Death Cafe Press Clippings
On April 30, 2019, CBC Radio 1's Adrienne Pan, host of Radio Active, explored the Death Cafe and death positive movement in Edmonton, Alberta, Canada.
The article in the newspaper and online was the same - but with a different headline.
Thank-you to Adrienne Pan, host of Radio Active for engaging in a conversation about Edmonton's new Death Cafe.
"Death Cafe is not a place, it's a global movement."
This segment of the program aired on CBC Radio April 30, 2019 at 3PM MST. It is ~7 minutes long.
Posted by Gina Vliet on April 29, 2019, 12:44 p.m.
"A group of Edmontonians meets every month to discuss death positiviyt, preparing fro death, and getting over the taboo of the "D words" - death, dying, deceased. Death Cafes are a growing, global movement, and the Edmonton chapter opened in November 2018."
We did in fact hold our first meeting on the Day of the Dead!
Much gratitude to Omar Mosleh for such a thoughtful article on death positivity and our new Death Cafe.
This article details how the Death Cafe came about but also about the goings on of the Ithaca Death Cafe. I wrote this article after finding out about the Death Cafe movement. It was a pleasure to write and gave me some insight into a great community.
Posted by Jools Barsky on Dec. 27, 2018, 5:33 p.m.
Mancos has joined thousands of other cities around the world as it begins hosting a regular event known as a Death Cafe.
The event is hosted by the Mancos Public Library and facilitated by the library’s manager of development and adult programming, Shari Dunn.
They come because the philosophical notion of mortality intrigues them. Or because they are death doulas, end of life therapists, palliative care nurses, or someone else who works with the dying.
Maybe they’ve got a loved one who is sick. Perhaps they, themselves, suffer from a terminal disease. Maybe, as long as they can remember, they’ve been haunted by death’s terrifying void...
Posted by Jools Barsky on Dec. 27, 2018, 5:25 p.m.
One Sunday evening this September, I stepped into a northeast Minneapolis art gallery, signed my name next to a human skull, and poured myself a glass of red wine. Then I joined a group seated in a circle, and we started talking about taking our own lives...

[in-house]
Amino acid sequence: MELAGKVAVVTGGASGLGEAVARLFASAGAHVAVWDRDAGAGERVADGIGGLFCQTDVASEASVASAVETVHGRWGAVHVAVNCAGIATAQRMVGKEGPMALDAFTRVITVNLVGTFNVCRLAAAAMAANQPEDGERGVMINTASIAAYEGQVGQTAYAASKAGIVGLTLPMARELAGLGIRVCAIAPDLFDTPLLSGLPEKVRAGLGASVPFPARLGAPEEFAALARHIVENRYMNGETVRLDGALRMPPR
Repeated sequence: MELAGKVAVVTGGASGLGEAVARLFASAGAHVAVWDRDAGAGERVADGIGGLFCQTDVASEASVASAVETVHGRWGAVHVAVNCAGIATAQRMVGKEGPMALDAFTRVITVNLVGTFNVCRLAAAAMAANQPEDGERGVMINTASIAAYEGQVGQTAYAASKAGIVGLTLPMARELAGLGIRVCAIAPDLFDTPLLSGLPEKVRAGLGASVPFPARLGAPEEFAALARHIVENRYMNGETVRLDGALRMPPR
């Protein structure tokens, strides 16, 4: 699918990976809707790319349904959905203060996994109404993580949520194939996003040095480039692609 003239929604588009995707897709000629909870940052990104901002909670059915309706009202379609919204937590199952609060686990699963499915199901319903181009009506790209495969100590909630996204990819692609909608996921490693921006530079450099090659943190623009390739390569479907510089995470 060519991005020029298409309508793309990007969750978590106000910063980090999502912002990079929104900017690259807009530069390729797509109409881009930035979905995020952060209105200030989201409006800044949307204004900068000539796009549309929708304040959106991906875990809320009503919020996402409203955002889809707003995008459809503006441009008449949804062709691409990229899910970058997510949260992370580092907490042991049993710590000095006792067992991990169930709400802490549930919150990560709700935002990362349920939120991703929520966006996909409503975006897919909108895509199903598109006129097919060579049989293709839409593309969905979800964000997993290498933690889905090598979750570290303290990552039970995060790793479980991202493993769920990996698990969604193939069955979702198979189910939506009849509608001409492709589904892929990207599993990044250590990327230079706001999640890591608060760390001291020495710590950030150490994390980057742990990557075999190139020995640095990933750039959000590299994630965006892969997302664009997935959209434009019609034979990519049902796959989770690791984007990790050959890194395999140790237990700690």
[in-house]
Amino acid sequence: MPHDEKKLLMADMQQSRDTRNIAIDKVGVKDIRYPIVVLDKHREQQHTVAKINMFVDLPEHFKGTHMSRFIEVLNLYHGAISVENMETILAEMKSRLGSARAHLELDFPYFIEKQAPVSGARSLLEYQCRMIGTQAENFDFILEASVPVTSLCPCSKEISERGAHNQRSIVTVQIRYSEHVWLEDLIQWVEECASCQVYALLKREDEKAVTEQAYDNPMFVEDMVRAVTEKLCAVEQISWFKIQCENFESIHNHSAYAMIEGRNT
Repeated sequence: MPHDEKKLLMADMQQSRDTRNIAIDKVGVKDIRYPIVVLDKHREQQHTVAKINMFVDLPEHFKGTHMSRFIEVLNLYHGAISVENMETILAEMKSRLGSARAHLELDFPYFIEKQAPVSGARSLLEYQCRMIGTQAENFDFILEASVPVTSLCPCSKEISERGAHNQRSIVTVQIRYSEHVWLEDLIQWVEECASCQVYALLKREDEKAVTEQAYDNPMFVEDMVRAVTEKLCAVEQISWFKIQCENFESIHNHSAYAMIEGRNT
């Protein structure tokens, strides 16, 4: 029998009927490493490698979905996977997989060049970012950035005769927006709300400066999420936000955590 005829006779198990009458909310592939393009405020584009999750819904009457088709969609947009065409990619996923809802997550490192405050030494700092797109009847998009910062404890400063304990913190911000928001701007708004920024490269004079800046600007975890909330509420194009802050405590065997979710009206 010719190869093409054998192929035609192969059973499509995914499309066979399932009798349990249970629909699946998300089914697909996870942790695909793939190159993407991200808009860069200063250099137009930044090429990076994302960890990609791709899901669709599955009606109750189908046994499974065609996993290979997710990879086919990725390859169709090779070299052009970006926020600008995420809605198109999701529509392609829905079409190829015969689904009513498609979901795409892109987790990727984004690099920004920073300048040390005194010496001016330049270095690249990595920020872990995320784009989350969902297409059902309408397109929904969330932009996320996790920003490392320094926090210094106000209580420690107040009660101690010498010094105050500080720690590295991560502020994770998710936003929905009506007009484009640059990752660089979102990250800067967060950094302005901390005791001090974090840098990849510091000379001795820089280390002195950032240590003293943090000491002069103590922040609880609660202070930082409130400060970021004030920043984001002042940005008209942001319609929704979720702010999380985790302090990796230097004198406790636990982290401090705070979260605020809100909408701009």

Posted by Jools Barsky on Dec. 27, 2018, 5:10 p.m.
WE SAT IN a circle, clutching paper cups full of steaming coffee and tea. First, I said my name. "Hi, I'm Lexi." What came next wasn't an admission of addiction, but a statement about what I feared most about death. "I fear the unknown," I began, but paused. That didn't quite sum it up. My voice tight from nerves, I added, "Nothingness. Losing everything I've ever known. The whole thing, really."...
Death isn’t a topic oft-discussed, but it is an end we all face and for many, it is a conversation worth having....
“I love the brownies.” “I’m interested in learning about death.” These are the icebreakers at the November session of McGill’s Death Cafe. Though the event drew a varied crowd, commonalities developed between the full room of people intrigued by both creature comforts and talk of mortality...
Posted by Jools Barsky on Dec. 27, 2018, 9:54 a.m.
Chaplain and Death Cafe member Michele Tae and members Joyce Harvey-Morgan and Susan Randall talk about discussions of death with Idaho Matters on Tuesday, November 13, 2018.
When Christine Cross and Cathy Coulter first conceived of hosting a Death Café in Virden, they didn’t know if anyone would be interested in casual conversations about death and dying. But the 20 spaces filled up so fast and the evening was such a hit that three more Death Cafés have been scheduled in the area...